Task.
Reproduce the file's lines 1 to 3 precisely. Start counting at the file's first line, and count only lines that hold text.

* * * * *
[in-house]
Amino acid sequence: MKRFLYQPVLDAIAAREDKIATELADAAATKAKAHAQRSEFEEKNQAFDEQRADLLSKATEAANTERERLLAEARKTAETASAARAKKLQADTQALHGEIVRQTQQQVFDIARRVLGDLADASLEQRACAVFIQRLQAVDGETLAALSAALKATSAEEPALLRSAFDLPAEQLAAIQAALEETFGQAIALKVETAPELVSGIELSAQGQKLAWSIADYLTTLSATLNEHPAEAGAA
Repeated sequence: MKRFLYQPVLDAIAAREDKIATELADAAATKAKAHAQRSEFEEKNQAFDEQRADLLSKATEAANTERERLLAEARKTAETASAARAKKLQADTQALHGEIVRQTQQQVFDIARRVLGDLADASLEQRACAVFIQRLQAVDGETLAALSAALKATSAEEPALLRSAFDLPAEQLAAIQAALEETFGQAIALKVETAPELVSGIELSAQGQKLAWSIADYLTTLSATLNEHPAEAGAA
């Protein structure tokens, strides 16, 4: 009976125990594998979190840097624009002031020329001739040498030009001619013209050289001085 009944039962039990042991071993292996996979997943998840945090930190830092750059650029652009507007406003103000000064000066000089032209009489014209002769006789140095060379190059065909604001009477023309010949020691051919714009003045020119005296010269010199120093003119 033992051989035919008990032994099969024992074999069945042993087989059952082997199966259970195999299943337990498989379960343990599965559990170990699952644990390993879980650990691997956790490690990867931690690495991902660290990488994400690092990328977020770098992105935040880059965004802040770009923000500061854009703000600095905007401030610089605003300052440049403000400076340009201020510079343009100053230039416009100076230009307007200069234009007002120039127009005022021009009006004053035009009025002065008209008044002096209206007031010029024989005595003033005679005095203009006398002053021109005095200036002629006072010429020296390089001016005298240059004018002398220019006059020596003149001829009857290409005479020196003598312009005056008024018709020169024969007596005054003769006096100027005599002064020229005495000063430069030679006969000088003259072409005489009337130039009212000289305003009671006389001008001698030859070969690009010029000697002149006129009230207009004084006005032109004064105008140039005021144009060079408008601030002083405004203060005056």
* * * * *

[in-house]
Amino acid sequence: MKRFLYQPVLDAIAAREDKIATELADAAATKAKAHAQRSEFEEKNQAFDEQRADLLSKATEAANTERERLLAEARKTAETASAARAKKLQADTQALHGEIVRQTQQQVFDIARRVLGDLADASLEQRACAVFIQRLQAVDGETLAALSAALKATSAEEPALLRSAFDLPAEQLAAIQAALEETFGQAIALKVETAPELVSGIELSAQGQKLAWSIADYLTTLSATLNEHPAEAGAA
Repeated sequence: MKRFLYQPVLDAIAAREDKIATELADAAATKAKAHAQRSEFEEKNQAFDEQRADLLSKATEAANTERERLLAEARKTAETASAARAKKLQADTQALHGEIVRQTQQQVFDIARRVLGDLADASLEQRACAVFIQRLQAVDGETLAALSAALKATSAEEPALLRSAFDLPAEQLAAIQAALEETFGQAIALKVETAPELVSGIELSAQGQKLAWSIADYLTTLSATLNEHPAEAGAA